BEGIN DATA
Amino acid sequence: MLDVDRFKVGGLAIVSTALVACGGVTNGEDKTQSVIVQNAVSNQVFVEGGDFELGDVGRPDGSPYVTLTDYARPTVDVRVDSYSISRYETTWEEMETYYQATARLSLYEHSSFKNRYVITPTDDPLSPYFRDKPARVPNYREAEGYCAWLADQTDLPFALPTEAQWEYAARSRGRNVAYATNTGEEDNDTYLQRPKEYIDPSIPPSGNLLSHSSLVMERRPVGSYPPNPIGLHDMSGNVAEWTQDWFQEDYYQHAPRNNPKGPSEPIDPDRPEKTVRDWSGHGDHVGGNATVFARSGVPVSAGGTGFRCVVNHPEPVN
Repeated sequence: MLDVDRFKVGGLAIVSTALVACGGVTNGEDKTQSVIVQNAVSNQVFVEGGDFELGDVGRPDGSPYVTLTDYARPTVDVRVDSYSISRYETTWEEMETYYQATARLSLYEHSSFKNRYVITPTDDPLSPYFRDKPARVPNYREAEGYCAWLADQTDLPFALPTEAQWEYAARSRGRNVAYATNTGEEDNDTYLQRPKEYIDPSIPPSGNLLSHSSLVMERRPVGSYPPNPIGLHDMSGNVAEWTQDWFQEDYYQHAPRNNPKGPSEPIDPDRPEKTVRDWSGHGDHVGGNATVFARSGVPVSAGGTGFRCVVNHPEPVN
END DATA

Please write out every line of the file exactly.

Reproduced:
Amino acid sequence: MLDVDRFKVGGLAIVSTALVACGGVTNGEDKTQSVIVQNAVSNQVFVEGGDFELGDVGRPDGSPYVTLTDYARPTVDVRVDSYSISRYETTWEEMETYYQATARLSLYEHSSFKNRYVITPTDDPLSPYFRDKPARVPNYREAEGYCAWLADQTDLPFALPTEAQWEYAARSRGRNVAYATNTGEEDNDTYLQRPKEYIDPSIPPSGNLLSHSSLVMERRPVGSYPPNPIGLHDMSGNVAEWTQDWFQEDYYQHAPRNNPKGPSEPIDPDRPEKTVRDWSGHGDHVGGNATVFARSGVPVSAGGTGFRCVVNHPEPVN
Repeated sequence: MLDVDRFKVGGLAIVSTALVACGGVTNGEDKTQSVIVQNAVSNQVFVEGGDFELGDVGRPDGSPYVTLTDYARPTVDVRVDSYSISRYETTWEEMETYYQATARLSLYEHSSFKNRYVITPTDDPLSPYFRDKPARVPNYREAEGYCAWLADQTDLPFALPTEAQWEYAARSRGRNVAYATNTGEEDNDTYLQRPKEYIDPSIPPSGNLLSHSSLVMERRPVGSYPPNPIGLHDMSGNVAEWTQDWFQEDYYQHAPRNNPKGPSEPIDPDRPEKTVRDWSGHGDHVGGNATVFARSGVPVSAGGTGFRCVVNHPEPVN